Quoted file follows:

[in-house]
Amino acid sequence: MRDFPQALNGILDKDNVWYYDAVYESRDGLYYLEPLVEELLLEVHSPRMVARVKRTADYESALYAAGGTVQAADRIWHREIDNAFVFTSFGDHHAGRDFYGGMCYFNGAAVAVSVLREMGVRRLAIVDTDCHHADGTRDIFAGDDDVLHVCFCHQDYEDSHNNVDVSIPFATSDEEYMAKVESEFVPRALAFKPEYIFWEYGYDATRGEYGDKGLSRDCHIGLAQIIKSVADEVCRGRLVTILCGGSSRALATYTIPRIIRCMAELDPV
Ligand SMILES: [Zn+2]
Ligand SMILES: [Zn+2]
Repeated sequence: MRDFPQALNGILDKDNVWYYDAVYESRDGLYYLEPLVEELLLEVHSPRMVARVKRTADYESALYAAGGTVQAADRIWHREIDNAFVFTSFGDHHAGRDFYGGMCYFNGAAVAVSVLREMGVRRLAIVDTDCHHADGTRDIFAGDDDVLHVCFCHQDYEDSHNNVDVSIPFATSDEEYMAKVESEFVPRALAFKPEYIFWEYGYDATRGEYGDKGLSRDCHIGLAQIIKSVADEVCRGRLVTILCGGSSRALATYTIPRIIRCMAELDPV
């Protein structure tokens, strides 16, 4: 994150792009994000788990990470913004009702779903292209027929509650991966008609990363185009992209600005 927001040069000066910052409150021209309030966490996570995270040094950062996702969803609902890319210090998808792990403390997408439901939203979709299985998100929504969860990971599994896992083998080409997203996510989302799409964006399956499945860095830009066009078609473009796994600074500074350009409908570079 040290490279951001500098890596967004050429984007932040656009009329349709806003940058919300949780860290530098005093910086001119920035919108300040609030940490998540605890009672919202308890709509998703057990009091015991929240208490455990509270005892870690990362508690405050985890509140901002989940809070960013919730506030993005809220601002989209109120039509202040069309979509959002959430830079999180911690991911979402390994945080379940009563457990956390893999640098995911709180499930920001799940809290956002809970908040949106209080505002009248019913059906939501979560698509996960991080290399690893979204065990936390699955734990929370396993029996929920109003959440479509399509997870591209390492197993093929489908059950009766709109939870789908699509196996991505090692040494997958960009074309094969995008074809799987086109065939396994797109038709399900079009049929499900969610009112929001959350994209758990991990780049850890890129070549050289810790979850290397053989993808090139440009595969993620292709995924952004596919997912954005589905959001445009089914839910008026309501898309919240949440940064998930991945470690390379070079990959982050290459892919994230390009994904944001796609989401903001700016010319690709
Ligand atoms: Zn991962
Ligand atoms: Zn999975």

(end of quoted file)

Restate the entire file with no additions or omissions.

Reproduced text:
[in-house]
Amino acid sequence: MRDFPQALNGILDKDNVWYYDAVYESRDGLYYLEPLVEELLLEVHSPRMVARVKRTADYESALYAAGGTVQAADRIWHREIDNAFVFTSFGDHHAGRDFYGGMCYFNGAAVAVSVLREMGVRRLAIVDTDCHHADGTRDIFAGDDDVLHVCFCHQDYEDSHNNVDVSIPFATSDEEYMAKVESEFVPRALAFKPEYIFWEYGYDATRGEYGDKGLSRDCHIGLAQIIKSVADEVCRGRLVTILCGGSSRALATYTIPRIIRCMAELDPV
Ligand SMILES: [Zn+2]
Ligand SMILES: [Zn+2]
Repeated sequence: MRDFPQALNGILDKDNVWYYDAVYESRDGLYYLEPLVEELLLEVHSPRMVARVKRTADYESALYAAGGTVQAADRIWHREIDNAFVFTSFGDHHAGRDFYGGMCYFNGAAVAVSVLREMGVRRLAIVDTDCHHADGTRDIFAGDDDVLHVCFCHQDYEDSHNNVDVSIPFATSDEEYMAKVESEFVPRALAFKPEYIFWEYGYDATRGEYGDKGLSRDCHIGLAQIIKSVADEVCRGRLVTILCGGSSRALATYTIPRIIRCMAELDPV
């Protein structure tokens, strides 16, 4: 994150792009994000788990990470913004009702779903292209027929509650991966008609990363185009992209600005 927001040069000066910052409150021209309030966490996570995270040094950062996702969803609902890319210090998808792990403390997408439901939203979709299985998100929504969860990971599994896992083998080409997203996510989302799409964006399956499945860095830009066009078609473009796994600074500074350009409908570079 040290490279951001500098890596967004050429984007932040656009009329349709806003940058919300949780860290530098005093910086001119920035919108300040609030940490998540605890009672919202308890709509998703057990009091015991929240208490455990509270005892870690990362508690405050985890509140901002989940809070960013919730506030993005809220601002989209109120039509202040069309979509959002959430830079999180911690991911979402390994945080379940009563457990956390893999640098995911709180499930920001799940809290956002809970908040949106209080505002009248019913059906939501979560698509996960991080290399690893979204065990936390699955734990929370396993029996929920109003959440479509399509997870591209390492197993093929489908059950009766709109939870789908699509196996991505090692040494997958960009074309094969995008074809799987086109065939396994797109038709399900079009049929499900969610009112929001959350994209758990991990780049850890890129070549050289810790979850290397053989993808090139440009595969993620292709995924952004596919997912954005589905959001445009089914839910008026309501898309919240949440940064998930991945470690390379070079990959982050290459892919994230390009994904944001796609989401903001700016010319690709
Ligand atoms: Zn991962
Ligand atoms: Zn999975």